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HomeSpot lightExperience the extraordinary world of Niyamat Mehta's solo show "Meraki"

Experience the extraordinary world of Niyamat Mehta’s solo show “Meraki”

Meraki by Niyamat Mehta Showcasing 27 sculptures, this exhibition beautifully interplays consumerism and artistic expression, drawing inspiration from her global journey through Florence, London, and New Delhi. From exquisite depictions of the “Polo Bear” in Indian sartorial elegance to life-size bronze sculptures exploring the spectrum of human emotions, Mehta’s art reflects profound depth and surreal beauty. Her works, heavily inspired by surrealism and the influence of masters like Salvador Dali and Leonardo da Vinci, pay homage to her Indian heritage while bridging artistic cultures. Join us on 18th Aug for the opening day to witness this captivating exhibit.

Date: 18th– 22nd Aug

Times: 5:30pm

Venue: Bikaner House, New Delhi

About Niyamat Mehta-

Niyamat Mehta (b. 1999) is a rising artist whose artistic vision has garnered significant attention within the art world.

From being the youngest artist on display at the Pallazo Albrizzi in the 2022 Venice Biennale, to showcasing her work at the Kensington Town Hall in London,Artesfera di Valmadrerain Rome and more, Mehta is cementing her reputation in the art world. In an interview with Firenze Yes Please, she cited theever contemporary form of Beethoven’s final String Quartets as inspirations for her work, which despite being written almost two centuries ago, baffle the most avante garde artists to this date. Immersed in the thriving galleries of London, Mehta draws from the interplay between consumerism and artistic expression, channelling elements of surrealism influenced by Leonora Carrington and Man Ray.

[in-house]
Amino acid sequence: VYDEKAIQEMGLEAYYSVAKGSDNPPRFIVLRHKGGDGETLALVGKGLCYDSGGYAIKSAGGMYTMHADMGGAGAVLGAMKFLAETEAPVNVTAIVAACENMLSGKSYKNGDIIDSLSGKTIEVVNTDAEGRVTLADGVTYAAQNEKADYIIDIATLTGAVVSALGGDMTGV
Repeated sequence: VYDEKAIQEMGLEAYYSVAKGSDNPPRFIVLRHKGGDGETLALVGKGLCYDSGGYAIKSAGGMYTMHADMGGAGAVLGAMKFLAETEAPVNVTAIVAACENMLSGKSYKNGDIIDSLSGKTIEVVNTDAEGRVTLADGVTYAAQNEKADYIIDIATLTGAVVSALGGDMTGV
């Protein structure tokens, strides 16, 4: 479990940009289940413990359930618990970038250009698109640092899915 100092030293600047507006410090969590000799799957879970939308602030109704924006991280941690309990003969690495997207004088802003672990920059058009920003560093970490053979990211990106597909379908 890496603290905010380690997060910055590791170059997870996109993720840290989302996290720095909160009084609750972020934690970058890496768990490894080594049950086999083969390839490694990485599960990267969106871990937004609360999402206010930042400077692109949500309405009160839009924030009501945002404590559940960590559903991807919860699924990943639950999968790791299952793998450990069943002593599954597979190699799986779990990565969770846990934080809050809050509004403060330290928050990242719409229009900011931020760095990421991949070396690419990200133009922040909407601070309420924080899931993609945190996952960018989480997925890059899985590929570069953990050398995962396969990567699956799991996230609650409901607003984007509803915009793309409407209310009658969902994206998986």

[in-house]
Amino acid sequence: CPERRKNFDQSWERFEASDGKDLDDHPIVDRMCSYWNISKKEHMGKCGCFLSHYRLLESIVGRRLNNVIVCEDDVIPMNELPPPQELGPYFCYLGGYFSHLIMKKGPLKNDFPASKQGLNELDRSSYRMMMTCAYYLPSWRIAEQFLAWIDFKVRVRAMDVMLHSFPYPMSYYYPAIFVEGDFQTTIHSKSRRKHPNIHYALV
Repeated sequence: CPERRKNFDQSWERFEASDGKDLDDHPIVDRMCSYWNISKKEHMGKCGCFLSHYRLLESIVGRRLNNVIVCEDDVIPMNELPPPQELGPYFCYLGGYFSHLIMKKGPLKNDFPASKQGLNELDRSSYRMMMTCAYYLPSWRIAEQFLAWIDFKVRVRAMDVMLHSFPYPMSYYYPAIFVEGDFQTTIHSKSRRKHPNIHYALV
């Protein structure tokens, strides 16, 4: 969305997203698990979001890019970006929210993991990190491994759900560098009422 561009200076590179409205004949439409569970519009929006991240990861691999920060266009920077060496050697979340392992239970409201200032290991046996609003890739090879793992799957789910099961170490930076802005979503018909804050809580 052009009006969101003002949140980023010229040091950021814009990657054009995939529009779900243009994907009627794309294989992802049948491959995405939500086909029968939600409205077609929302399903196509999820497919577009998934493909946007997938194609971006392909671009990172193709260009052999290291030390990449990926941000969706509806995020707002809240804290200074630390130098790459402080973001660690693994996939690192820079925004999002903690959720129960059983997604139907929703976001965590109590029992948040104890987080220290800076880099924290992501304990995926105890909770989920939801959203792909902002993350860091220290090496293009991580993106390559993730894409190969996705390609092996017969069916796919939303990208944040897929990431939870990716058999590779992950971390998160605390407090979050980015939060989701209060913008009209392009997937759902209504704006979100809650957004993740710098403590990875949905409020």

While many of her most celebrated works are commentaries on the prevailing zeitgeist, Mehta received hertraining in theadvanced pedagogical methodof Robert Bodem called ‘drawing in space’. At sixteen, she was selected as a protégé to Master Sculptor Jason Arkles in Florence, Italy. Expanding her technique under Arkles, she made portraits from life using the sight size method of the Old Masters and went on to study as the youngest student at the prestigious Florence Academy of Art.


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